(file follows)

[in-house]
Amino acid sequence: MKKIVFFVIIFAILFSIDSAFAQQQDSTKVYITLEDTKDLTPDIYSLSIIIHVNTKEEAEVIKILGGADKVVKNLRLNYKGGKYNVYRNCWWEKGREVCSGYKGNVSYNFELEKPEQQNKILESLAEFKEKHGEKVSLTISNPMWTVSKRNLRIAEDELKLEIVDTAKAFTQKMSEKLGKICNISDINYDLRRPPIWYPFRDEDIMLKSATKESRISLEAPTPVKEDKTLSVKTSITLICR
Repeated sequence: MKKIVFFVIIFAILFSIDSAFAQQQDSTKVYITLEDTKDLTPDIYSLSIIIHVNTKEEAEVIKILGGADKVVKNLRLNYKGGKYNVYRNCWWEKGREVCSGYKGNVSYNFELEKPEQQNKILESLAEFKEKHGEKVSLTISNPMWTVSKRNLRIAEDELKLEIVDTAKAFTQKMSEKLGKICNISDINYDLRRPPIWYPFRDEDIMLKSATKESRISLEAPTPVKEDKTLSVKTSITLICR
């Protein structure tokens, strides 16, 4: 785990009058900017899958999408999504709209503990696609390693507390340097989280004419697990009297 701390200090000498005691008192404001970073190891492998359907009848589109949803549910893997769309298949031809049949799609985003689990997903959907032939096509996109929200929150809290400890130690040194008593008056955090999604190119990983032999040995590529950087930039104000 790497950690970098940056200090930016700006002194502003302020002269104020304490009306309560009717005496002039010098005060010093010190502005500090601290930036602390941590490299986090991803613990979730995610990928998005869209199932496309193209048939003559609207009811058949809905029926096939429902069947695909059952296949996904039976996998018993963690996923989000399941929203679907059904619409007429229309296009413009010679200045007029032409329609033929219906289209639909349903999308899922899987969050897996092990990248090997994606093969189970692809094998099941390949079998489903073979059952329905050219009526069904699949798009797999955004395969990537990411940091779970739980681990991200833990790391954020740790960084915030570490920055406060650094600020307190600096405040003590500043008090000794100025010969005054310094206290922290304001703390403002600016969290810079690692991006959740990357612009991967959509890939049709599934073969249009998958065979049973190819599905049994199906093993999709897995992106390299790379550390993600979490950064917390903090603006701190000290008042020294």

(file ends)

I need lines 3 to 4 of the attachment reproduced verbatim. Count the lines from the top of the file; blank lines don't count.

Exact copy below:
Repeated sequence: MKKIVFFVIIFAILFSIDSAFAQQQDSTKVYITLEDTKDLTPDIYSLSIIIHVNTKEEAEVIKILGGADKVVKNLRLNYKGGKYNVYRNCWWEKGREVCSGYKGNVSYNFELEKPEQQNKILESLAEFKEKHGEKVSLTISNPMWTVSKRNLRIAEDELKLEIVDTAKAFTQKMSEKLGKICNISDINYDLRRPPIWYPFRDEDIMLKSATKESRISLEAPTPVKEDKTLSVKTSITLICR
């Protein structure tokens, strides 16, 4: 785990009058900017899958999408999504709209503990696609390693507390340097989280004419697990009297 701390200090000498005691008192404001970073190891492998359907009848589109949803549910893997769309298949031809049949799609985003689990997903959907032939096509996109929200929150809290400890130690040194008593008056955090999604190119990983032999040995590529950087930039104000 790497950690970098940056200090930016700006002194502003302020002269104020304490009306309560009717005496002039010098005060010093010190502005500090601290930036602390941590490299986090991803613990979730995610990928998005869209199932496309193209048939003559609207009811058949809905029926096939429902069947695909059952296949996904039976996998018993963690996923989000399941929203679907059904619409007429229309296009413009010679200045007029032409329609033929219906289209639909349903999308899922899987969050897996092990990248090997994606093969189970692809094998099941390949079998489903073979059952329905050219009526069904699949798009797999955004395969990537990411940091779970739980681990991200833990790391954020740790960084915030570490920055406060650094600020307190600096405040003590500043008090000794100025010969005054310094206290922290304001703390403002600016969290810079690692991006959740990357612009991967959509890939049709599934073969249009998958065979049973190819599905049994199906093993999709897995992106390299790379550390993600979490950064917390903090603006701190000290008042020294």